Everyone’s worst nightmare is finding a major bug just before release. It ends up delaying the release by days or even weeks. The solution is to shift to agile model software testing. This is easy if you adopt autonomous testing.
You are days away from a major release and suddenly a couple of tests fail. Nightmare! Now the dev team has to try and diagnose the failure, fix it and issue a new build. Chances are that means rerunning all the tests. Sound familiar? This sort of thing is all too common in software development. What we lack is agile model software testing.
The agile model of software development mandates frequent releases and frequent client feedback. This approach can be applied to software testing too. Agile model software testing involves shifting testing left so as to identify test failures as early as possible. The faster a bug is spotted, the easier it is to fix. The problem is, how can you shift testing left when releases happen as often as they do in agile? One way is to leverage autonomous testing.
The problem with testing late
In the standard software delivery lifecycle, testing happens once all development is done and the product is ready for release. Typically, unit testing and maybe integration testing happens earlier, but system testing, UI testing, and acceptance testing are all left to later on. The problem is, this may lead to major bugs only appearing on the very eve of release. This is a real issue for your development team for 3 reasons.
- Diagnosing failures so late is much harder. When a bug is found right at the end, your team will potentially have to search all the code to trace the origin. This is made tougher because, by now, the individual developers no longer have the code “in memory”. So, they will need to become familiar with the codebase again.
- Any fix will have a knock-on impact. There is a major risk that any last-minute fix will itself trigger other bugs. Therefore, it will trigger the need to re-test the entire product. In turn, this means…
- It will consume a lot more resources to fix it. Not only do you need developer resources, but you will also have to restart the testing process, delay release, and potentially deal with unhappy customers.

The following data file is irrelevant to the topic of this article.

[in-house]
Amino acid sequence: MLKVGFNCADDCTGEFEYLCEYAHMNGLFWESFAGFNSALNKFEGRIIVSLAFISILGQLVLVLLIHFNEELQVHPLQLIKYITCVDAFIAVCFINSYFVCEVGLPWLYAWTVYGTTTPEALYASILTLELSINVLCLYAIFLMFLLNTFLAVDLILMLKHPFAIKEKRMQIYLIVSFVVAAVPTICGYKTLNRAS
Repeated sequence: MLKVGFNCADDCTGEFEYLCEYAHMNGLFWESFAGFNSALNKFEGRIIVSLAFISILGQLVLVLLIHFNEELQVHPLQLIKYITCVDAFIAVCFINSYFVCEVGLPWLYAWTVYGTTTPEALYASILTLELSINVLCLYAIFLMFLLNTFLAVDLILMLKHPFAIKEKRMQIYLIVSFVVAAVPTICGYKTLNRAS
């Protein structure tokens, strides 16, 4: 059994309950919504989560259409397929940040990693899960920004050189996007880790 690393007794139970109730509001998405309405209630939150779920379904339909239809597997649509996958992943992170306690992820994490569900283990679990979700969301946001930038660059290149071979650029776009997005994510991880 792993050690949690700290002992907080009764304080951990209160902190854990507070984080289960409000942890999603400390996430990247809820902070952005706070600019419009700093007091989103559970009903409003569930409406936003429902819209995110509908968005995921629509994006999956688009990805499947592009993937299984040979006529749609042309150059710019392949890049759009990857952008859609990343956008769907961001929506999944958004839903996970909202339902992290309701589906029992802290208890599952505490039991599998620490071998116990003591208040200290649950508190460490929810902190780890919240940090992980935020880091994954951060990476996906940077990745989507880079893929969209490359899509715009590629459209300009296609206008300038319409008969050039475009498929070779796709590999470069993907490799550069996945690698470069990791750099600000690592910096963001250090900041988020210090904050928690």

So, what is the solution? Simple really. You need to become much more flexible in your testing. You need to shift the testing left as much as possible. In brief, you need to move over to agile model software testing.
Agile model software testing
Agile software development requires you to be more flexible. Release quicker and get feedback sooner. Then modify the product to reflect the feedback. The exact same principles can be applied to testing. Test earlier and give the development team feedback sooner. This is one of the central motivations for the “shift left” movement. Doing this has numerous benefits.
Find bugs quicker and more easily
Testing code as soon as it is integrated makes a lot of sense. For a start, you should immediately be able to find most bugs. These bugs will then be much easier to fix because the developers will know exactly what has changed most recently. Furthermore, this reduces the risk that this bug will become “hard-baked” into some other part of the code.
Spread the test load more evenly
If all testing happens in the run-up to release, your test team has a very uneven workload. Testing as code is pushed helps to spread this workload out. This is clearly a good thing, and, for larger projects, it reduces the need to bring in external contractors to boost the test team at release. It also means your test team will feel more invested in the product.
Reduce the overall delivery timeline
Finding bugs sooner has a major impact on the rate at which software is delivered. You save time for fixing bugs, you allow the test team to work more efficiently, and you streamline the whole process.
The blockers to agile testing
Implementing agile model software testing isn’t completely straightforward. There are several major blockers that will make it harder. These mostly stem from the inadequacies of Selenium and related test scripting approaches.